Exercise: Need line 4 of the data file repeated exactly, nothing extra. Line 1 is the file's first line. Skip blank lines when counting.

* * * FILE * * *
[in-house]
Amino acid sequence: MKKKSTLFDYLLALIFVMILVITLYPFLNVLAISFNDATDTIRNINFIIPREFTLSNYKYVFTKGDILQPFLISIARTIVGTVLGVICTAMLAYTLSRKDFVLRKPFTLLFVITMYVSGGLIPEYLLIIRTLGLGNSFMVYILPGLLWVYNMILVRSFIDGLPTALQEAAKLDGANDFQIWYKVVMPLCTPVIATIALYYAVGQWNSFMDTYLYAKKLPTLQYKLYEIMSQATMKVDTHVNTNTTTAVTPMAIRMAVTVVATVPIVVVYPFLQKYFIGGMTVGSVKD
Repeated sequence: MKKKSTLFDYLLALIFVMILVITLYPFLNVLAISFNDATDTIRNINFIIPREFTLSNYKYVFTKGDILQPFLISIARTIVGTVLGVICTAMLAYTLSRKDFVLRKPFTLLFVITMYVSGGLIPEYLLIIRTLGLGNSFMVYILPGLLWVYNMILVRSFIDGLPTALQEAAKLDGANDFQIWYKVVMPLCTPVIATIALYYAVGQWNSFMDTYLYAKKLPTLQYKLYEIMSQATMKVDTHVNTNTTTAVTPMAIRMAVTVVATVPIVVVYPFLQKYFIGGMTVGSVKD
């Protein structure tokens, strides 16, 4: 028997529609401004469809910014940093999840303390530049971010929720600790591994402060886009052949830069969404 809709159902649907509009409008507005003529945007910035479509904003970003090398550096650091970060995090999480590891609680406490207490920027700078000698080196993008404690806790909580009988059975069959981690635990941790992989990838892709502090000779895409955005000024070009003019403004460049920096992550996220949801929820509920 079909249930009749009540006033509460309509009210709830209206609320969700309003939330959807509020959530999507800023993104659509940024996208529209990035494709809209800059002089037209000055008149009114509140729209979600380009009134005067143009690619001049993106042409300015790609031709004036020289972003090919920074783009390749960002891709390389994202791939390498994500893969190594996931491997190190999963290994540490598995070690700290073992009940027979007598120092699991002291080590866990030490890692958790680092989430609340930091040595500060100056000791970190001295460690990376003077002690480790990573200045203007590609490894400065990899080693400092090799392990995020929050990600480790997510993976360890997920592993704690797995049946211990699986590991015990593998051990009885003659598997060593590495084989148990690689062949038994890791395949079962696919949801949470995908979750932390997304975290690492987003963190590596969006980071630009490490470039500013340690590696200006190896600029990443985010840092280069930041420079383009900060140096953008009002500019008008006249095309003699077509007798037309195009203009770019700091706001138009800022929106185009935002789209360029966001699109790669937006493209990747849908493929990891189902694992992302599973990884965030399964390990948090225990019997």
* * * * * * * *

């Protein structure tokens, strides 16, 4: 028997529609401004469809910014940093999840303390530049971010929720600790591994402060886009052949830069969404 809709159902649907509009409008507005003529945007910035479509904003970003090398550096650091970060995090999480590891609680406490207490920027700078000698080196993008404690806790909580009988059975069959981690635990941790992989990838892709502090000779895409955005000024070009003019403004460049920096992550996220949801929820509920 079909249930009749009540006033509460309509009210709830209206609320969700309003939330959807509020959530999507800023993104659509940024996208529209990035494709809209800059002089037209000055008149009114509140729209979600380009009134005067143009690619001049993106042409300015790609031709004036020289972003090919920074783009390749960002891709390389994202791939390498994500893969190594996931491997190190999963290994540490598995070690700290073992009940027979007598120092699991002291080590866990030490890692958790680092989430609340930091040595500060100056000791970190001295460690990376003077002690480790990573200045203007590609490894400065990899080693400092090799392990995020929050990600480790997510993976360890997920592993704690797995049946211990699986590991015990593998051990009885003659598997060593590495084989148990690689062949038994890791395949079962696919949801949470995908979750932390997304975290690492987003963190590596969006980071630009490490470039500013340690590696200006190896600029990443985010840092280069930041420079383009900060140096953008009002500019008008006249095309003699077509007798037309195009203009770019700091706001138009800022929106185009935002789209360029966001699109790669937006493209990747849908493929990891189902694992992302599973990884965030399964390990948090225990019997």